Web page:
Kathmandu, February 14
Profit of 23 commercial banks went up by a whopping 25 per cent in the second quarter of this fiscal year, as the central bank introduced relief packages to mask the impact of devastating earthquakes of April and May and supply disruptions along border points on the banking sector.
These banks generated a net profit of Rs 12.04 billion in between mid-July and mid-January, as against Rs 9.61 billion in the same period last fiscal year, show the unaudited financial reports of these financial institutions. Seven commercial banks are yet to publish their balance sheets.
Banks were able to increase their profits as Nepal Rastra Bank, the central bank, allowed borrowers, whose cash flow had shrunk due to earthquakes and border blockade, to defer loan repayment period and restructure debt, without provisioning extra funds.
This meant banks did not have to allocate additional funds to cover debts, whose quality had deteriorated, if borrowers were able to substantiate that their income had been hit by quakes and blockade. Also, NRB allowed banks to book expected income from some of the debt, whose payments were not made, as earnings.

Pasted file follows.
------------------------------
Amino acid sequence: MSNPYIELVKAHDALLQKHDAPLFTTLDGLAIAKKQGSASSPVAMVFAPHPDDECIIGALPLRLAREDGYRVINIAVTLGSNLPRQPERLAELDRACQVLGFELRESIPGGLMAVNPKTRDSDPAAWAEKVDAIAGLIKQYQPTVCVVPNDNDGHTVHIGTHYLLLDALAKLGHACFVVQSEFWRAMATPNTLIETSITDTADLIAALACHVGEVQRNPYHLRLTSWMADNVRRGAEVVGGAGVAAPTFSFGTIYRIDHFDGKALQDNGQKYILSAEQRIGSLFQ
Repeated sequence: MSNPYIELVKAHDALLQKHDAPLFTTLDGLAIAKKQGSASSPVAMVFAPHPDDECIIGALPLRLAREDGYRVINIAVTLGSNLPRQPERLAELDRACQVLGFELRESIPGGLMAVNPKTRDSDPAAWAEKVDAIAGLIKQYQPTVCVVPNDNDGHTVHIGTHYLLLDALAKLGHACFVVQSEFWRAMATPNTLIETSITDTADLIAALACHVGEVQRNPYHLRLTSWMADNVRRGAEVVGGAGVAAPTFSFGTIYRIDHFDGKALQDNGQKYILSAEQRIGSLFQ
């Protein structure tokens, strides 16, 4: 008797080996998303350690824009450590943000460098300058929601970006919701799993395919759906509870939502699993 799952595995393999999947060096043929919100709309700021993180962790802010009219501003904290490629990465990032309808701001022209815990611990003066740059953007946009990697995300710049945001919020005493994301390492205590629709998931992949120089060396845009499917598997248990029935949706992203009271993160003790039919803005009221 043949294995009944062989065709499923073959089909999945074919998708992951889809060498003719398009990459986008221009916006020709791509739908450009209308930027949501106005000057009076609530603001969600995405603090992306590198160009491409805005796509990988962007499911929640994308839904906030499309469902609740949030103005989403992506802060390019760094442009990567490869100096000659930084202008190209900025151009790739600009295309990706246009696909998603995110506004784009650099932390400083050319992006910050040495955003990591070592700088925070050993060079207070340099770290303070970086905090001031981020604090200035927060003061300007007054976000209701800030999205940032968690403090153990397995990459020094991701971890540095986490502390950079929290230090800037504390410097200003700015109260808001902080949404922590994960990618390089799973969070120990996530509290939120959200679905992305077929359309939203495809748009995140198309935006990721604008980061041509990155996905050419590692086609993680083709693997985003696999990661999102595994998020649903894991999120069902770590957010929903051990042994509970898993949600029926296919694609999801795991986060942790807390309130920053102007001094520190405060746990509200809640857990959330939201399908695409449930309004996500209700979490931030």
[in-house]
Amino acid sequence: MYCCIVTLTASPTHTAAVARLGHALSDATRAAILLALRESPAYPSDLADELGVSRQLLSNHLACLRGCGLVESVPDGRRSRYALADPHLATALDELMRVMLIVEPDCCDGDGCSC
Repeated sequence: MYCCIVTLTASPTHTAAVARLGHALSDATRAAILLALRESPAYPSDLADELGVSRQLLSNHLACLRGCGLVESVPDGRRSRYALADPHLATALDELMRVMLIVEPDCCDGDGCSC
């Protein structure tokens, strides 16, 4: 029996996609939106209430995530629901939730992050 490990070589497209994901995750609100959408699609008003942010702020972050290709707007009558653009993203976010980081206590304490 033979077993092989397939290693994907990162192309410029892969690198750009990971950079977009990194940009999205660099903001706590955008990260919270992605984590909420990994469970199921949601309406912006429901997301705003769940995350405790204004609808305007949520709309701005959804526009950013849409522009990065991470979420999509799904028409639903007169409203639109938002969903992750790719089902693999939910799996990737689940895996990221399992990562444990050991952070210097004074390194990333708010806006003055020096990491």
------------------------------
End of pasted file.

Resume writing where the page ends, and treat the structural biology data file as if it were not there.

In addition, banks have also been allowed to book income made after the end of the second quarter in mid-January as profit of the second quarter.
“The provisions introduced by NRB have definitely allowed banks to raise their profit level. But this is not genuine profit because problems have currently been swept under the rug. Bigger problems might emerge once the tenure
of the relief packages expires, and banks and borrowers will have to revert to the rules set in the past,” Sanima Bank CEO Bhuvan Kumar Dahal said, adding, “We fear the level of bad debt in the banking sector to go up by around a percentage point in the next quarter.”
As NRB paved the way for the commercial banks to book bigger profit, three commercial banks, so far, have generated net profit of over Rs one billion
The biggest profit generator in the second quarter was Nabil Bank. The bank’s net profit went up by a whopping 21.60 per cent to Rs 1.35 billion. Second in the league table of biggest earners was Nepal Investment Bank Ltd, which booked net profit of Rs 1.08 billion, up 11.60 per cent than in the same period last fiscal year. Next in line was Nepal Bank Ltd, whose net profit surged by a startling 170.53 per cent to 1.05 billion.
Of the profit generated by these class ‘A’ financial institutions, six banks, however, saw their profit growth
rate shrink in the second quarter. These institutions include Everest Bank, Standard Chartered Bank Nepal, Agricultural Development Bank, Prabhu Bank, Bank of Kathmandu and Civil Bank.
A version of this article appears in print on February 15, 2016 of The Himalayan Times.